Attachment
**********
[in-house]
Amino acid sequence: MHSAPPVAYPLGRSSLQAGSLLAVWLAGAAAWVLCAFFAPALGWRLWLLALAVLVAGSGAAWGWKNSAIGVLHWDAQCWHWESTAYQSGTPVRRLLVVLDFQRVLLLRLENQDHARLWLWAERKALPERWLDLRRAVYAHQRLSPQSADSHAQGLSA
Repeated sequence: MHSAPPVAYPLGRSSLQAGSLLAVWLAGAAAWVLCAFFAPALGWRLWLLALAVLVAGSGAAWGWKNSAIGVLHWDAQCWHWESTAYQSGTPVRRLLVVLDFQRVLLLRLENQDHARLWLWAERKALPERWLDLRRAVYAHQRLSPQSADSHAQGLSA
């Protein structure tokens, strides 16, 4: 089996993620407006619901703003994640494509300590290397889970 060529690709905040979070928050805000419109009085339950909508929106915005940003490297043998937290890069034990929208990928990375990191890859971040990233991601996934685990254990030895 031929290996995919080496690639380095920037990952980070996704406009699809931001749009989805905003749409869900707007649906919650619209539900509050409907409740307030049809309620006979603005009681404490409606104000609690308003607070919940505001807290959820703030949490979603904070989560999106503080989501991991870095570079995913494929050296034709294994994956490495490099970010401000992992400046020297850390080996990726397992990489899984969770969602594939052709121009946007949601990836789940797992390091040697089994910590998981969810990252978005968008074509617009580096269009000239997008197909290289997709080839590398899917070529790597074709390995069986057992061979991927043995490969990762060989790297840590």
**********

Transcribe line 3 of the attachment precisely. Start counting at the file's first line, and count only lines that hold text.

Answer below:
Repeated sequence: MHSAPPVAYPLGRSSLQAGSLLAVWLAGAAAWVLCAFFAPALGWRLWLLALAVLVAGSGAAWGWKNSAIGVLHWDAQCWHWESTAYQSGTPVRRLLVVLDFQRVLLLRLENQDHARLWLWAERKALPERWLDLRRAVYAHQRLSPQSADSHAQGLSA